My mother says people today have far too many choices. This, from a woman who, when she saw the YouTube clip of Mariah Carey’s shoe closet, sniffed, “That’s it? You’d think a superstar like her would have more shoes than that!”
Still, she clings stubbornly to her observation, trotting it out as the reason for any number of the world’s issues.
Rising divorce rates? “Too many choices!” she’ll say. “People know if they’re not satisfied with their husband, they can always get a divorce and find another man. In my day, you married one man and that would be the end of it. Not happy? Have an affair!”
Overcrowded airports? “Too many budget airlines!” she’ll declare. “You think if you charged people $2000 to fly to Bali, anyone would go?”
Traffic jam on the ECP? Too many places for people to go to. “Back in my day, there were no shopping malls and theatres and restaurants! After work, you wen home and had dinner!”
Rising obesity? “Hello!” she said the other day, waving her Crystal Jade menu at us. “Look at the pictures of all this delicious food! Deliberately designed to make you want to order everything!”
That afternoon, after lunch, when we were all back in the apartment, beached on the sofa and moaning about how much we’d eaten, Saffy said she really needed to go on a diet before Chinese New Year started. “We haven’t even loh-hei’d yet and I already feel so fat!”
Amanda struggled out of her seat and shuffled to her bedroom. “I need a nap,” she muttered.
“Let’s watch something on Netflix,” Saffy said listlessly, pulling the iPad towards her. “What shall we watch?”
We must have spent at least ten minutes scrolling through a hundred movies and TV shows. “I mean, I love Henry Cavill and everything,” Saffy said at one stage after we’d watched the trailer for The Witcher, “but do I want to invest eight hours of my life on a show with probably no nudity?”
“We could watch Outlander,” I said. “Sharyn says there’s lots of grimy sex in that one!”
“But that’s like four seasons, and there’s only so much of a Scottish accent I can take! Your mother is so right. There are just too many choices, and I… oooh, wait, what’s this? Dracula! It’s a new version!”
“‘Oh, he’s a total spunk!’ Saffy said. “At first, I thought, ‘Meh, pasty white man’, but I have to say he’s really growing on me. There’s a scene where he’s all naked and bloody standing outside the gates of the convent…”
I groaned. “Vampires? Remember how we couldn’t sleep after watching the Gary Oldman version?”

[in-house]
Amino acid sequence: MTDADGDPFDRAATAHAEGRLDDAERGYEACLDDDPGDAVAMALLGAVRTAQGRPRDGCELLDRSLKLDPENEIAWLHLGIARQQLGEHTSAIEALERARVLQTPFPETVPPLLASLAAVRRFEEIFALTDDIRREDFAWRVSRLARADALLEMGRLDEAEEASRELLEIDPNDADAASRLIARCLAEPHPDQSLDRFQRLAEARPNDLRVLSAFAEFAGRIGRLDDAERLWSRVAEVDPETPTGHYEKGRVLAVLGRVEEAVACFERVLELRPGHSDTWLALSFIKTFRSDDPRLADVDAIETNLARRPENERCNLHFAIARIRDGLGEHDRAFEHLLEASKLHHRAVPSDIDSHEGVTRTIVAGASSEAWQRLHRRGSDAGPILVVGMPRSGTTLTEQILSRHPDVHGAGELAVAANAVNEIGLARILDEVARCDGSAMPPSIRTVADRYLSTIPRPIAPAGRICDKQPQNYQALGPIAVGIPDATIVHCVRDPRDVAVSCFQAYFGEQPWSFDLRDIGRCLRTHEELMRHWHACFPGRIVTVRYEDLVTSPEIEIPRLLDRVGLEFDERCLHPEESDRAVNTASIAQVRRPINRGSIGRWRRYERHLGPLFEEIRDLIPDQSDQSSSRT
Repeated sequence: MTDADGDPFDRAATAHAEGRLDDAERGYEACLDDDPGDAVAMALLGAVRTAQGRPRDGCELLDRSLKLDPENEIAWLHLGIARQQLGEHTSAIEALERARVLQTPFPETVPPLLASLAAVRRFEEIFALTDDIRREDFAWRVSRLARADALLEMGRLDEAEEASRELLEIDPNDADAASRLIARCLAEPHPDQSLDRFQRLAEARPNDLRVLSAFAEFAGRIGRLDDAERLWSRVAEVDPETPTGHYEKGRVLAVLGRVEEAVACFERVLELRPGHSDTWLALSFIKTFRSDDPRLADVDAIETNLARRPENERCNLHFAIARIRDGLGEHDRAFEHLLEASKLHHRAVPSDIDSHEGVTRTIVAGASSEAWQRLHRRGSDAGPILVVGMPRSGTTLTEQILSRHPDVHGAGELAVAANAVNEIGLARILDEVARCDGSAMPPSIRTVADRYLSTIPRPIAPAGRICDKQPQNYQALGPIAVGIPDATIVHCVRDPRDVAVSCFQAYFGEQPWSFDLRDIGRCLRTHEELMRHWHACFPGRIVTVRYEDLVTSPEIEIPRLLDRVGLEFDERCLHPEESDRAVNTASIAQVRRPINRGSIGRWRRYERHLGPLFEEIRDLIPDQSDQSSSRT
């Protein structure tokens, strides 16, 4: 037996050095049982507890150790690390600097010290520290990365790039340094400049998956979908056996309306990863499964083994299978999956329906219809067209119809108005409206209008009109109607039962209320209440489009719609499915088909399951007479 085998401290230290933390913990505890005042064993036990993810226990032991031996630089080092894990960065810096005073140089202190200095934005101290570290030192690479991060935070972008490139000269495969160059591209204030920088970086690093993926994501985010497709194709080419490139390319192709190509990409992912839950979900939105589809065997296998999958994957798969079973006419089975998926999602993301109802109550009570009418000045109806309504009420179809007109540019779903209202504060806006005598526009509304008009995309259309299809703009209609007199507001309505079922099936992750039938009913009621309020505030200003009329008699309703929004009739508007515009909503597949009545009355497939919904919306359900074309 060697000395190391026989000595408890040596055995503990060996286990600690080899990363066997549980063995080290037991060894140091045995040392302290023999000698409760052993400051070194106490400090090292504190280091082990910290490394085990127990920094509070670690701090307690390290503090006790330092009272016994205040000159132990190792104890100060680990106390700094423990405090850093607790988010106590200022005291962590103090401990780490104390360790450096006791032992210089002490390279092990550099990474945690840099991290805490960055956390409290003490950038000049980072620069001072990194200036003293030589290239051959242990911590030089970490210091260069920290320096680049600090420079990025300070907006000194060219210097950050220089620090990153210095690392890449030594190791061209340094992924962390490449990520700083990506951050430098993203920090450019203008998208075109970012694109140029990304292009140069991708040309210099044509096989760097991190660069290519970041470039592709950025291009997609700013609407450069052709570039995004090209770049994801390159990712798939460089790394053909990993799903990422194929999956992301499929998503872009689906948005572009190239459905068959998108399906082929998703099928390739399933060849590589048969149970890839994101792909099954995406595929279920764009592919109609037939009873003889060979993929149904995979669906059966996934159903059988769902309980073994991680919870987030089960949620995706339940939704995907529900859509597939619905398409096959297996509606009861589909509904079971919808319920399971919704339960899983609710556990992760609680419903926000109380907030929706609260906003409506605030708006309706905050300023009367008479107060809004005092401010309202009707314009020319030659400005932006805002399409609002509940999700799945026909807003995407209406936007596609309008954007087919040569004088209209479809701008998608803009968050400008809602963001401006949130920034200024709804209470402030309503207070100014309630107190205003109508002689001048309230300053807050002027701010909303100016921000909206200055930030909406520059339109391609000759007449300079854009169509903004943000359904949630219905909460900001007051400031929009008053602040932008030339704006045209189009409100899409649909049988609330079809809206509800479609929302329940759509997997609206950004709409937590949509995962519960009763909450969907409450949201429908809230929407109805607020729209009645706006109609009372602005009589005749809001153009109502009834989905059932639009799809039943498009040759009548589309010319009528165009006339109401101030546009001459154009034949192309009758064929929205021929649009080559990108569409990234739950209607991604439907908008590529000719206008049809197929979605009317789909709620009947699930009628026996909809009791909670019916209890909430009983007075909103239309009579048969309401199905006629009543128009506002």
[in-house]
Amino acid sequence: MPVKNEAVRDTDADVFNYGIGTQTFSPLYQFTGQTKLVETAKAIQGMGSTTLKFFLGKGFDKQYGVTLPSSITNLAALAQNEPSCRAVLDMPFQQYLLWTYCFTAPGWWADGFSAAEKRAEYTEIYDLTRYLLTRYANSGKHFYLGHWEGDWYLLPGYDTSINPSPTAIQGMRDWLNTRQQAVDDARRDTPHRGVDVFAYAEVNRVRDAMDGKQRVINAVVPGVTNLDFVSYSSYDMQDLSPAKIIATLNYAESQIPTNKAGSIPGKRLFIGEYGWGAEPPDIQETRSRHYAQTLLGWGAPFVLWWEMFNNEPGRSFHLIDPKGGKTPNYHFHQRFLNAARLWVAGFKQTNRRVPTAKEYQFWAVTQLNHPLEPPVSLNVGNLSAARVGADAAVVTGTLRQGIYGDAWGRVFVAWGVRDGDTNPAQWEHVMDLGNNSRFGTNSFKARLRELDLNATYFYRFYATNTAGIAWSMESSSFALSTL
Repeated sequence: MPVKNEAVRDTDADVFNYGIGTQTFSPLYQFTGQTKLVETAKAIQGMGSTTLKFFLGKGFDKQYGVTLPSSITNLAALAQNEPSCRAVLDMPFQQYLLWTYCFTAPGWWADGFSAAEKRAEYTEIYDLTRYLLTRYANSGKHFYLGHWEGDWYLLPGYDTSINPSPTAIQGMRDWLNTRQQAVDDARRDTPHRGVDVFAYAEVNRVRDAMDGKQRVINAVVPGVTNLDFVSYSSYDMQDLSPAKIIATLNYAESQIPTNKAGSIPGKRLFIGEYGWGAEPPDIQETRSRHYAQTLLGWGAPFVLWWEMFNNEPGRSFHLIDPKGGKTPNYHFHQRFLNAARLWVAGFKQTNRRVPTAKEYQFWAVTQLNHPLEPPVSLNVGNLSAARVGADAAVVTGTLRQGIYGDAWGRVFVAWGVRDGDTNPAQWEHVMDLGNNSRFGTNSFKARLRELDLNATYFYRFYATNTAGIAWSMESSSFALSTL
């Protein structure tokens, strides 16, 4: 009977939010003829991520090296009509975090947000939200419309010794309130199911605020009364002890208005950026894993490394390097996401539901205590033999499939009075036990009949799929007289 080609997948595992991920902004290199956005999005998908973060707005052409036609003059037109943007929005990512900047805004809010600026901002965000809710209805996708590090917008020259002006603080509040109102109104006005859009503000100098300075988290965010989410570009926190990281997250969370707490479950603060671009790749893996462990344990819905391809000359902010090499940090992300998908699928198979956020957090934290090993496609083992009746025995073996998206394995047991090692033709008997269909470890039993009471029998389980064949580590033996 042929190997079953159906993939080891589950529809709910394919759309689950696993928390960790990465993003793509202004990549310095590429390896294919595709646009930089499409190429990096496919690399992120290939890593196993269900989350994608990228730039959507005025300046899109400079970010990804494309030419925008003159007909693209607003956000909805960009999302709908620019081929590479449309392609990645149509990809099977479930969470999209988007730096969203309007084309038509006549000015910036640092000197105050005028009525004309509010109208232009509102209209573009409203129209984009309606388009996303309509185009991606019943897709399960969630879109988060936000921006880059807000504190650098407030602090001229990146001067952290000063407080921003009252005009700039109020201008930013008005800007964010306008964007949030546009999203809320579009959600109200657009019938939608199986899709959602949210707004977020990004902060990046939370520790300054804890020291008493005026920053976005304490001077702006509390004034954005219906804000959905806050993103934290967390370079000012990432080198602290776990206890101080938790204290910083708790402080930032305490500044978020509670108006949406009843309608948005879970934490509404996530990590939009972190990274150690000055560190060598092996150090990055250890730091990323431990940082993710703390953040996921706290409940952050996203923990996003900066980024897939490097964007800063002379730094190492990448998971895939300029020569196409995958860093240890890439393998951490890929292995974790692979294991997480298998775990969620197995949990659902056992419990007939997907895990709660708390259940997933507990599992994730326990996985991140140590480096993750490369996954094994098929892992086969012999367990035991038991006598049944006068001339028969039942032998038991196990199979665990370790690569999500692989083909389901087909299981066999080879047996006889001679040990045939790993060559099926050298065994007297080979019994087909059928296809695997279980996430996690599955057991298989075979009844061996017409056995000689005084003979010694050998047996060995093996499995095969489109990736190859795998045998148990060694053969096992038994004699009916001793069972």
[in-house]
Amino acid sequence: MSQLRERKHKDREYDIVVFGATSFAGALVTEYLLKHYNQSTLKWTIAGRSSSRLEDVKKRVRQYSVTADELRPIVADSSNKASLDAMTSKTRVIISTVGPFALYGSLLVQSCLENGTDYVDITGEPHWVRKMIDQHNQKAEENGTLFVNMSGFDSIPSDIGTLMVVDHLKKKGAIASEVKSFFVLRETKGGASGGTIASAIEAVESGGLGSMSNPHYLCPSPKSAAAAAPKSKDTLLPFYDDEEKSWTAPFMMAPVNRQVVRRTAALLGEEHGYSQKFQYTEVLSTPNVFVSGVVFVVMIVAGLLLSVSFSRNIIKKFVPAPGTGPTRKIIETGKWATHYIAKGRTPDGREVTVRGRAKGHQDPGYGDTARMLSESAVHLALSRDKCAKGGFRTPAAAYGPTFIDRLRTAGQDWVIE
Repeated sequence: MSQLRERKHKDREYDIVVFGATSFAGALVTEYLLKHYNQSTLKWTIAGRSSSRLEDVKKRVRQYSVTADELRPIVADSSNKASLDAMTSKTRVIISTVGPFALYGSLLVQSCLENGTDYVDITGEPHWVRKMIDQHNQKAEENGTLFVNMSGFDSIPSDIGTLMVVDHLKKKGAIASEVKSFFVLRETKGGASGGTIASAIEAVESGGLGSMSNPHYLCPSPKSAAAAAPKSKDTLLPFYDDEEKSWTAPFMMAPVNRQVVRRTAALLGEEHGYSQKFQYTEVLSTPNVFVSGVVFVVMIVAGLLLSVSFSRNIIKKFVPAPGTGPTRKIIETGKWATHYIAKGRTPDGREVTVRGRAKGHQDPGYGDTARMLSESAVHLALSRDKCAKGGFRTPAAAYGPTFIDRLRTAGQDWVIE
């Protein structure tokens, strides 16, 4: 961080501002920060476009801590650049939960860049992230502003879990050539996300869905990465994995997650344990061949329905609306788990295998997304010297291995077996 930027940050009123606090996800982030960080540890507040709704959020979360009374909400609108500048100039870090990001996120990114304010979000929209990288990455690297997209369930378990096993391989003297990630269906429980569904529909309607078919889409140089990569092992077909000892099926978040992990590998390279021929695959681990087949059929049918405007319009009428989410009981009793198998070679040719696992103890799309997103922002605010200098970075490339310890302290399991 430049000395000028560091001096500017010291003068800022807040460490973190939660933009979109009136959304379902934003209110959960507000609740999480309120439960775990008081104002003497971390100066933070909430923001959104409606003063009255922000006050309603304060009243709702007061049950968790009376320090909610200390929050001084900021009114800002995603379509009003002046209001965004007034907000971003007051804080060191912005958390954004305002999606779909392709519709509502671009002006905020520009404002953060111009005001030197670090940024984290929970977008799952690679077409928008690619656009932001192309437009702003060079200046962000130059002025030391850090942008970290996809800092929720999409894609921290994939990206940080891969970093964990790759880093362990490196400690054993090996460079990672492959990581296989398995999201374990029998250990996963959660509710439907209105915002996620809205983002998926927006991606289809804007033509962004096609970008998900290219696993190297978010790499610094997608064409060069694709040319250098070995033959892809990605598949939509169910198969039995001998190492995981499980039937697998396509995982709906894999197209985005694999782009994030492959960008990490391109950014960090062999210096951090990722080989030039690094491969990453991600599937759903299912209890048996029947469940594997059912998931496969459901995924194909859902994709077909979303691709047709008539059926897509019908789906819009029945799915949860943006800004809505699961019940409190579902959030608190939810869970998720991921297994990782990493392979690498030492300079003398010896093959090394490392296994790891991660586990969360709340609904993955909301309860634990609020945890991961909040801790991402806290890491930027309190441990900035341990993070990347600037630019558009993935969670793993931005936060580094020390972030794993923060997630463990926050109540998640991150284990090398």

Saffy sniffed. “Oh, how scary can it be? Besides, it’s only three episodes and I gotta say Dracula is kind of hot in a German shepherd kind of way!”
As it turned out, each episode was 90 minutes long — a whole movie, in other words — but by the time Amanda woke up from her nap, Saffy and I were almost all the way through episode 2, scrunched up together on one end of the couch, our knuckles white from clutching a cushion.
“Is it really that scary?” Amanda asked.
Saffy paused the show, grateful for the interruption. “The first one was terrifying,” she said, “and the second episode, not so much, but I know I’m going to have nightmares anyway for days.”
“That vampire baby in the box!” I murmured.
Saffy’s bosom inflated. “Oh my God, that baby! If that thing doesn’t make me want to tie up my tubes, I don’t know what will!”
Amanda peered at her Netflix screen on her laptop. “Dracula is kind of hot!” she said.
“Oh, he’s a total spunk!” Saffy said. “At first, I thought, ‘Meh, pasty white man’, but I have to say he’s really growing on me. There’s a scene where he’s all naked and bloody standing outside the gates of the convent…”
Amanda raised a finger. “No, don’t tell me anymore, I think I’ll watch it. The thing about Netflix is that there’s just too much to watch and I always end up watching something I’ve already seen before because I can’t be bothered investing time and energy in anything new in case it’s a total dud!”
Saffy gasped. “That’s exactly what we said! We must have spent hours scrolling through the options before we found Dracula!”
“Fifteen minutes at most…,” I murmured.
“Hours!” Saffy repeated.
In the end, we took a break and waited for Amanda to catch up — “My God, that baby!” she said — before we all watched the last episode together.
“I’m definitely going to have nightmares,” Saffy said at 10pm that evening.
“I may have to sleep with you tonight,” Amanda murmured as she double checked the locks on the windows.
“That crazy undead child in the bedroom!” I said, the hairs standing up on my arms.
“You wouldn’t need to teach birth control in school,” Saffy said as she rummaged in her cupboard for a copy of the Bible. “Just screen this show!”
Dracula is now streaming on Netflix.